AS: I think a lot of comes from having really low standards. (laughter) No. The whole thing started from friendships. Our manager [Jon Topper] is a friend of ours, somebody that we hung out with in college and has been the only person that’s ever managed us. It’s hard to imagine anyone else doing it. He’s a part of the process. In the beginning, he was very much a fifth member of the band and we treated it as sucheven though he didn’t come out on stage and perform with us. He lived in the house with us, come out on the road with us and obviously, all of that has changed. That’s just one example.
Rob’s wife, Becca [Childs-Derhak], has always been involved in our artwork. I think I did the original layout for the Fatboy cassette when we put it out. Chuck [Garvey] did the original illustration that was on the cover before we re-released it as a CD and had our friend Colter do the artwork. Again, Colter was a housemate of Chuck and Rob’s.
Everything about itTopper’s wife handles all of our day-to-day accounting and Topper’s best friend is his partner in management. Our tour manager, Skippy [Ken Richman], is a friend of ours from college. Steve Youngour former front-of-house engineer who just retired this summerhas been doing sound for us since we started playing bars in Buffalo.
We spend so much time running this small business together that it’s integral to what we do that we all get along and like each other because it’s not just a 9-5 job where you need to punch in and deal with a guy that you don’t really like. We couldn’t have somebody working for us and not like him and still have to live with him on the bus. We need to live together, like each other and we need to want to see each other at events like moe.down. There needs to be more of a vested interest than you would need just for a job. This is more than a job. We’re building something here and ideally, everybody is getting to do the thing that they love and they really want to pursue in life. They have this outlet and shared interest. It’s all moe. in one way or anotherwhether you’re a graphic artist, you want to manage bands or you want to be an engineer. If you have a passion for that thing and you’re a decent person, it’s important to us and it works.
It’s a great family of families that make up our company. We might not make some temporary progress by using more aggressive tactics like a power move by using an agency or management group that might make us more successful on the short-term scale. That’s not something that we’re interested in and that’s not to say that we’re not interested in being successful. We’re not interested in being successful in a short burst and doing it unethically. Our approach to how our internal company is structured and this goes from everyone that works with us at the home office to everyone on the road with us
and beyondour booking agency, publicists and all of the promoters that we’ve worked with for years over the country. We’ve worked with the same guys for 10-15 years and we have long-term relationships with people that we care about. They’re friends of ours. It’s a matter of having your priorities straight, deciding what your priorities are and if money is a priority and not integrity, friendship or ethics then, you could certainly make a lot more money if you put that stuff aside.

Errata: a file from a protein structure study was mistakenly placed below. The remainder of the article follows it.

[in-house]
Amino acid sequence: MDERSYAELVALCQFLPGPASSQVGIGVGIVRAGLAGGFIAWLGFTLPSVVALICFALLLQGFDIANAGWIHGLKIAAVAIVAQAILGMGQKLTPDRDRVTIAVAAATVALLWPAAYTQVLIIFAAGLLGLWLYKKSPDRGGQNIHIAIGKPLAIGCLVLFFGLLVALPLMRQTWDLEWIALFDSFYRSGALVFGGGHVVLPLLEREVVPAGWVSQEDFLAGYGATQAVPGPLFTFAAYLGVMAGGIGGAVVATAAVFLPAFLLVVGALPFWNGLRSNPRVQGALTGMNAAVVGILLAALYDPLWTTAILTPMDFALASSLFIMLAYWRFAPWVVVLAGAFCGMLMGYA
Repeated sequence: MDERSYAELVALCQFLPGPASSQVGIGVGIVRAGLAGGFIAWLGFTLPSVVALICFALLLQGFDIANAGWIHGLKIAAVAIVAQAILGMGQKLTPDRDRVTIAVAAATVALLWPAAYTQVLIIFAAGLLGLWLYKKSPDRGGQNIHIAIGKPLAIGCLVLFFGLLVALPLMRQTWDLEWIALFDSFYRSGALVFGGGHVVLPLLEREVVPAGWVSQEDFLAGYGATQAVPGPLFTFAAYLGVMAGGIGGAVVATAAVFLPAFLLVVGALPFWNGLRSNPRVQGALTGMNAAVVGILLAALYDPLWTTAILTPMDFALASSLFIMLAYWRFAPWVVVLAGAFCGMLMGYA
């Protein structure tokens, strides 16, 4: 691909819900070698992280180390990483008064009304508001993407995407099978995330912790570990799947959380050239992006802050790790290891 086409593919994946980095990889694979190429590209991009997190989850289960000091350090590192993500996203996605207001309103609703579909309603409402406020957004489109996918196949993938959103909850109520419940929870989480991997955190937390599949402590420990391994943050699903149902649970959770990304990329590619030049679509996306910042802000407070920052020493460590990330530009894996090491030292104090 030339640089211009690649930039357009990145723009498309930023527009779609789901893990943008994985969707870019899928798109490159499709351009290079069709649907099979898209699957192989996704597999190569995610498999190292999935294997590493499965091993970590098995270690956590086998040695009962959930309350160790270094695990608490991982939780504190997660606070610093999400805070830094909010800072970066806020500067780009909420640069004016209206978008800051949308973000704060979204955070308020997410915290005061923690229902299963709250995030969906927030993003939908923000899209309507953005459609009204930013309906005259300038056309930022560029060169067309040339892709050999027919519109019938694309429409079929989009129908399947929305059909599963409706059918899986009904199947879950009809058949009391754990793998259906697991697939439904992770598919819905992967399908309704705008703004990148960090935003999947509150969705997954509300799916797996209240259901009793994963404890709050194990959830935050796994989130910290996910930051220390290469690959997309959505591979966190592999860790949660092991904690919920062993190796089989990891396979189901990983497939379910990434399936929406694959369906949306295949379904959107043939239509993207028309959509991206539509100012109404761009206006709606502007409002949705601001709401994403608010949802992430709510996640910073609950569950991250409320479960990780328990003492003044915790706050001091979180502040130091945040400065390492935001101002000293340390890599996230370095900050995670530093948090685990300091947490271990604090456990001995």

RR: With that mode of thinking, moe. has figured out a way to have several annual events that bring this family together with its fans moe.cruise, snoe.down, Summer Camp and moe.down.
AS: The first ingredient has to be that there is some sort of interest from our organization to do something like thatbuild something that’s unique, fan-friendly and something, again, with some longevity to it. We’re looking at the big picture when we’re organizing these things, annually.
The second thing and really the most important element to these events is the people that we’re working with. Each of those events that you mentioned there is a promoter that we’re working with, a different promoter for each event and they’re all fantastic. They do so much of the work and they’re the ones that make it happen and we’re building these events with them. That’s really what enables us to do this. If not for them, we would have a very tough road to travel in building these events into what they’ve become.
If you combine those two things togetherour direction with their resources and a mutual desire to make this a long-term event really resonates with the fans into something that becomes a word-of-mouth thing. You work towards that and that’s how we ended up where we are, I guess. (laughs) They’re all sort of unique events. They all have a different quality. moe.down, obviously, is kind of the moe. family reunion, summer camping, picnic sort of thing that we do that winds down the summer. Summer Camp kicks off the summer but it’s not so focused on moe. Umphrey’s McGee, Keller Williams, Yonder Mountain String Band and so many bands have been involved in one way or another since the inception of this thing. It’s not just built around moe. I like that. It’s much more diverse group and has a completely different feel. It’s not like a family reunion; it’s kind of like the inaugural summer event. We’re kicking off the summer festival season with this thing and it’s really a good way to start. It’s nice to share that experience with our friends on the road like Umphrey’s.